Your path led through the sea,
your way through the mighty waters,
though your footprints were not seen –
you led your people like a flock by the hand…
– Psalm 77 (see NIV, NRSV)
This mini-series of reflections on Psalm 77 continues from the last post of this blog.
Please note that references in parentheses (-) refer to books of the Bible unless otherwise specified.
Listening for the Voice
In Psalm 77, the poet asks some tough questions. Here is a person and a people who feel abandoned. Still, I believe! – it is in this process of wrestling with God that we will rediscover an undying hope. As we do, I find there are three discernible stages in this journey: Wrestling – Remembering – Hoping. In this reflection, we explore the meaning of remembering.
As this move begins, faith is on trial here. The surrounding “evidence” throws prayer into restless doubt. With another Psalm, we sigh with the longing of the deer panting for water in the wilderness: when can I come and meet with God?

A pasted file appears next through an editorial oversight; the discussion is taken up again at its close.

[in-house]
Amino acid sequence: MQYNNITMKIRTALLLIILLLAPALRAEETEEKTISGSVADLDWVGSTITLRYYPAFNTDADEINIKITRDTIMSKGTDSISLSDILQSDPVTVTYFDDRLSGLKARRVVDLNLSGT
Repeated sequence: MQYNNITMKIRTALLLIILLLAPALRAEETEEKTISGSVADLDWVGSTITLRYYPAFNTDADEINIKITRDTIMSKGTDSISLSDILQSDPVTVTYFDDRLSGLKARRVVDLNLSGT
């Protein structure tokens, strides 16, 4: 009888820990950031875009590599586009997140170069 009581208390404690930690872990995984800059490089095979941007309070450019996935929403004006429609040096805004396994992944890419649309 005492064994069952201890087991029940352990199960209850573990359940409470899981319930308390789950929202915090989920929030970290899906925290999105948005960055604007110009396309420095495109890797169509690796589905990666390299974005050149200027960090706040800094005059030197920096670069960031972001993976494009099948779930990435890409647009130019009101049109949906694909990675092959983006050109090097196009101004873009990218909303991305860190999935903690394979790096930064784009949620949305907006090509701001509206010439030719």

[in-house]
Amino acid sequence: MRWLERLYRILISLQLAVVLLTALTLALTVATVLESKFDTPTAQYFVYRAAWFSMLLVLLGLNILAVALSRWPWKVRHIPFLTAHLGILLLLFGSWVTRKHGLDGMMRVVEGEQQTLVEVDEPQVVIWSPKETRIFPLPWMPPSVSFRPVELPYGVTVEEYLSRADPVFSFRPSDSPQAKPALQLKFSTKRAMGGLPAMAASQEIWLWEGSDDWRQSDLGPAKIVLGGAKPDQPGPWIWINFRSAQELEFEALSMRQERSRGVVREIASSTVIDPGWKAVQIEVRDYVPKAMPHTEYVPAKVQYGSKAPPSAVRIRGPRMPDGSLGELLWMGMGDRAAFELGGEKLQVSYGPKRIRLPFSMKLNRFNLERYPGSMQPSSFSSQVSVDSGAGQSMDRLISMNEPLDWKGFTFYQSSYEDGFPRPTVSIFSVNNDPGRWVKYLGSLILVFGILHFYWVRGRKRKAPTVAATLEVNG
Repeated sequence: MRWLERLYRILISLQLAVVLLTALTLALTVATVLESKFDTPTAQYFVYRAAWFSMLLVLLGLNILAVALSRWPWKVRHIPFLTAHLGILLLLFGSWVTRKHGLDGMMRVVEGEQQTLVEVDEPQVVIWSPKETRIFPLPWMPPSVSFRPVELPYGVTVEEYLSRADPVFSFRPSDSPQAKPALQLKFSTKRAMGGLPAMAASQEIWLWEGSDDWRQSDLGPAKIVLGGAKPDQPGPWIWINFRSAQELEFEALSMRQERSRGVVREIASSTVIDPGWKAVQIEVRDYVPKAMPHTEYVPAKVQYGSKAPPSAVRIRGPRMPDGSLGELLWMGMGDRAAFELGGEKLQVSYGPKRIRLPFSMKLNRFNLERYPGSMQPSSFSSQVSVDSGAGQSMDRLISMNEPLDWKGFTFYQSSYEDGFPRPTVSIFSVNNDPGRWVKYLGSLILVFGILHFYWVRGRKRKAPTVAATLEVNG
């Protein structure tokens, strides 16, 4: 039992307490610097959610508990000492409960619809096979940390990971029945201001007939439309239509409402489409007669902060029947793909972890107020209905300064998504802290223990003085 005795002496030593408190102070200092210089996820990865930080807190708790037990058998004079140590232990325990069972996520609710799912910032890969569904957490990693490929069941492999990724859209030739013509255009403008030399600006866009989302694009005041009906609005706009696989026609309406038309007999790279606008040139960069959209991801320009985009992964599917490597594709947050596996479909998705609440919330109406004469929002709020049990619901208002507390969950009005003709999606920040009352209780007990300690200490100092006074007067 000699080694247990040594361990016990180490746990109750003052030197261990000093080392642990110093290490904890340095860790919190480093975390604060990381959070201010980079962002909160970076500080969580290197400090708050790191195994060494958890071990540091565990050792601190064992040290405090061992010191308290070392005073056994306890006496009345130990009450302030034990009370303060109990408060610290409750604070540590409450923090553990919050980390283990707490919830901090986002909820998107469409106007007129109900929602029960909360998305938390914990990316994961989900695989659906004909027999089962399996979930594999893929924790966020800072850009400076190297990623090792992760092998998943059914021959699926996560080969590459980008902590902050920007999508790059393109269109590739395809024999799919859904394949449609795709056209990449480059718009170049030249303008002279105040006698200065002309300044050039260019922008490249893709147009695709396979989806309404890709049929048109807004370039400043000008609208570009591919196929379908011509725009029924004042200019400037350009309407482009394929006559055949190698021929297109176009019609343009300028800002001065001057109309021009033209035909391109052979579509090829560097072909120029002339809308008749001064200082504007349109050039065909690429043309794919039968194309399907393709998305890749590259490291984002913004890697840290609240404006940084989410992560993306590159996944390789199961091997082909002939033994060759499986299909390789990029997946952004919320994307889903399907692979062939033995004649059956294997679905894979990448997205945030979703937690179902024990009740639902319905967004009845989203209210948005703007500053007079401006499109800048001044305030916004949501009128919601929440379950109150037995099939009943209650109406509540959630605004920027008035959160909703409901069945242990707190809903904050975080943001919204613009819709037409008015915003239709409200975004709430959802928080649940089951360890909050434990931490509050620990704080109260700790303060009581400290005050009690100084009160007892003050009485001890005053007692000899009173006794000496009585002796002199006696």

Remembering: Journey Back to Hope
With this Psalmist, we come to the end of our own human understanding. The sleep has been lost. The questions have been asked – but there is no answer. At such points, is there anything left to pray about? Still, this wrestling word that is God’s word, somehow presses on. Curiously, the poet Implies that God wrestles here, too: now it is God who keeps my eyes from closing – to keep me seeking…
This is the point when the heart remembers: We have only one ultimate hope. There is no sufficient hope amidst the worlds stormy confusion; there is no sufficient power in our merely human strength. The only possible hope great enough to fill our deepest need must be in God. However distant God seems, God remains the only place to go for all-surpassing hope. So the Psalmist makes his appeal to that powerful hand of God. It’s subtle at first – but his eyes begin to turn from his own situation, to focus instead on what God’s hand has done, in history, in this world, to show us God’s love and renewal.